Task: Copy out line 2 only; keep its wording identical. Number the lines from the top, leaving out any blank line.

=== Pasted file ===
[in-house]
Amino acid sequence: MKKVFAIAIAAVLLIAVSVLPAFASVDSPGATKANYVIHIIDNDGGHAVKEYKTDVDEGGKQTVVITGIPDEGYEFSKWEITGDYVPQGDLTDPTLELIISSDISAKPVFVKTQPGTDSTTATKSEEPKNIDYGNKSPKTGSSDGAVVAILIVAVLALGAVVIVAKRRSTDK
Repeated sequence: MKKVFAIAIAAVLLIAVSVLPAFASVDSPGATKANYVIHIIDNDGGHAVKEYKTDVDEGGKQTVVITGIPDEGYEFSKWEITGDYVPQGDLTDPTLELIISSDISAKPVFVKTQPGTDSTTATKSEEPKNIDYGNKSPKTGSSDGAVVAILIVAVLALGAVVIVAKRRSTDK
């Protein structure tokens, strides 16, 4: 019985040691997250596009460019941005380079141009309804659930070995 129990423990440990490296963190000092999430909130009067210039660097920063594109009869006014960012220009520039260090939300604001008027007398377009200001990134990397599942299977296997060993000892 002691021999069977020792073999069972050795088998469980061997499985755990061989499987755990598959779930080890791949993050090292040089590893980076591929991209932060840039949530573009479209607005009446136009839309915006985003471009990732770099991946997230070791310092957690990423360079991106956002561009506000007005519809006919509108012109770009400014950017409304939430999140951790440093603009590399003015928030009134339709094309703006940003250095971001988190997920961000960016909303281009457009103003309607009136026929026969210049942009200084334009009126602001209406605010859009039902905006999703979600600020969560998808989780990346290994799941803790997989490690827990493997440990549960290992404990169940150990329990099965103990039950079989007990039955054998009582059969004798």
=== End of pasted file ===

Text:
Amino acid sequence: MKKVFAIAIAAVLLIAVSVLPAFASVDSPGATKANYVIHIIDNDGGHAVKEYKTDVDEGGKQTVVITGIPDEGYEFSKWEITGDYVPQGDLTDPTLELIISSDISAKPVFVKTQPGTDSTTATKSEEPKNIDYGNKSPKTGSSDGAVVAILIVAVLALGAVVIVAKRRSTDK